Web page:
Published on August 30th, 2019 | by Jennifer Sensiba0
Turning The Cars-Versus-Cities Debate Inside Out
August 30th, 2019 by Jennifer Sensiba
Much ink, both real and digital, has been used writing about cars and cities. On one end, some people want to completely ban cars from cities (some even want this for small cities). On the other end, there are people who fight for continued vehicular access to even the most dense urban cores. Most challenging the status quo take a position somewhere in between, with ideas for a mix of different transport that doesn’t always prioritize drivers.
As I’ve thought about this, and read from a variety of people taking different positions, I realized that almost everybody in this debate shares some very basic assumptions:
- Workplaces and living places are fixed locations.
- Moving these fixed locations to new fixed locations that are closer together can help.
- The only other thing to argue about is how to best move people between home, work, and sometimes to other places (recreation, shopping, travel to other places).
There are some groups of people who challenge these assumptions, though. We’d be wise to look for ways to learn from these groups and see if we can find non-traditional ways of solving transportation problems in cities.
If there’s anybody challenging the assumption of fixed locations, it’s the homeless. As cities have grown in population with a lack of new housing, prices have spiked. Like a sick game of musical chairs, not everyone can afford a seat when the music stops and the remaining seats go to the highest bidders. Despite the lack of a fixed place to live, and often lacking an income from a fixed place to work, they still stay in the city.
They challenge all of the assumptions the rest of us live by, and this makes it very hard for cities to even know how to help. Homeless shelters are overrun with need, but don’t have enough room for all. In some cases, shelter rules (no pets, limited property, no sexual partners) keep people from seeking a bed. Lacking security, a place to keep clean, and the inability to accumulate things without theft, escaping homelessness can be a real challenge.
In Los Angeles, one man found a solution to help people start working their way out of the hole: tiny houses. After crowdfunding $100,000 for his new charity, Elvis Summers worked with contractors and volunteers to build small houses to put in parking places and on sidewalks. Getting out of tents, some of the homeless started to feel like they could risk going to get a job without having everything stolen or thrown in the dump. Unfortunately, this solution was too far outside of many people’s paradigms, and the city ended up hauling some of the houses off. The city recently passed a $1.2 billion traditional housing plan to end homelessness, but these future promises don’t help people sleeping on the sidewalk tonight.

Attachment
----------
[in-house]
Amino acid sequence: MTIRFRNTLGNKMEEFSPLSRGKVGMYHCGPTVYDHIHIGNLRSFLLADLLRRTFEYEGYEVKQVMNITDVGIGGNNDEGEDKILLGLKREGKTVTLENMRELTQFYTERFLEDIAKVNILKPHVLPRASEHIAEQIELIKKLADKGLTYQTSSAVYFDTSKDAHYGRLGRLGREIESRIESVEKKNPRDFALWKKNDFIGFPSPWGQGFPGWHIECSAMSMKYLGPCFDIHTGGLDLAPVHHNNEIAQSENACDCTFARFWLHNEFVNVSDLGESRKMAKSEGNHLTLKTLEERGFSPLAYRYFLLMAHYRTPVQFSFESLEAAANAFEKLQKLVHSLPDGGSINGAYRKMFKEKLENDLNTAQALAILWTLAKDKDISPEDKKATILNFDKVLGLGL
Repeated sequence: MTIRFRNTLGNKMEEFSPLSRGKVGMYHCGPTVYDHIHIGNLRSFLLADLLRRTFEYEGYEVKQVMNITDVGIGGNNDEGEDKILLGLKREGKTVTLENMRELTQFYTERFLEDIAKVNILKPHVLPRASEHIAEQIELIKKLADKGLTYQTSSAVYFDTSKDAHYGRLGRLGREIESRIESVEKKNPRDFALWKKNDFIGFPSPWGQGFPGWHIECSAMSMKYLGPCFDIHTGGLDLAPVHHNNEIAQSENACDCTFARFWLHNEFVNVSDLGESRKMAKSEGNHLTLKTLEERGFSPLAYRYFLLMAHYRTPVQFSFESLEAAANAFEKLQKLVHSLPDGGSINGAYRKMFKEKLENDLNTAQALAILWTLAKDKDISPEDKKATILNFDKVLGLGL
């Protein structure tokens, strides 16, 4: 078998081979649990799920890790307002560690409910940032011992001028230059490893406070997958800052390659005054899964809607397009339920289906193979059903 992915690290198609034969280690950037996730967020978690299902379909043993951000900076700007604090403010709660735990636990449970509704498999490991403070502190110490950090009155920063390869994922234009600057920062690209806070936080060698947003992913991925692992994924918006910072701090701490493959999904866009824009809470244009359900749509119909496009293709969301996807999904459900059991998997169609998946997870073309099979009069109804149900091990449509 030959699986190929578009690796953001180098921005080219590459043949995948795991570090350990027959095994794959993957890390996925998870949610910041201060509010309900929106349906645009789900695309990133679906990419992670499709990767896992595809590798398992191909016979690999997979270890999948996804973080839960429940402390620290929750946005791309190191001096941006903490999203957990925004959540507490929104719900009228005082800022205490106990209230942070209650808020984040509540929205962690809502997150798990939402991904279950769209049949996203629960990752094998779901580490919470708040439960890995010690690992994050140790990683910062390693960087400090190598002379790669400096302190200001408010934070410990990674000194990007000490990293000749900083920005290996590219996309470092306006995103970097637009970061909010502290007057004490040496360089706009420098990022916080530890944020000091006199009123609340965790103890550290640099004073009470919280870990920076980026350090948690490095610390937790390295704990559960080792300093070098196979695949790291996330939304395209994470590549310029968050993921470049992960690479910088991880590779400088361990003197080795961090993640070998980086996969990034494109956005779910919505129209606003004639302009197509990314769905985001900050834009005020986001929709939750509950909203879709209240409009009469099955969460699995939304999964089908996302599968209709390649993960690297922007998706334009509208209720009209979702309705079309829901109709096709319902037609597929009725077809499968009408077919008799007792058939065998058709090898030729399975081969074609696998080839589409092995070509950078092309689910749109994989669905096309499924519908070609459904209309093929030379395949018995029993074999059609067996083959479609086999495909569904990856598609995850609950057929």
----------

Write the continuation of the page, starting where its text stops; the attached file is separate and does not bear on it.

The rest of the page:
People living in their cars after becoming homeless are having slightly better luck. In most cases, people trying to sleep in their cars get harassed by police, and it’s not a small problem. Some of the estimated 16,500 people living in cars in Los Angeles have been invited to sleep in “safe lots” provided by local churches and charities. Like homeless shelters, there is access to social workers and help to get people out of homelessness. Unfortunately, even that plan has detractors, who fear criminal behavior and don’t want such lots in their neighborhoods.
Like other cities with homeless, Portland is also having problems with people living in run down RVs. While better in some respects than living in a car, not all RVs are the same. In some cases, the vehicles either don’t run or barely run well enough to move. Without access to water and sewer, conditions in many of the RVs are unsanitary, and drug users litter their floors with used needles. Combined with their rundown appearance, this leads to reports of “abandoned” or “zombie” RVs, despite the fact that people are living in them. In response, the city has been identifying the worst of them and having them hauled off for destruction.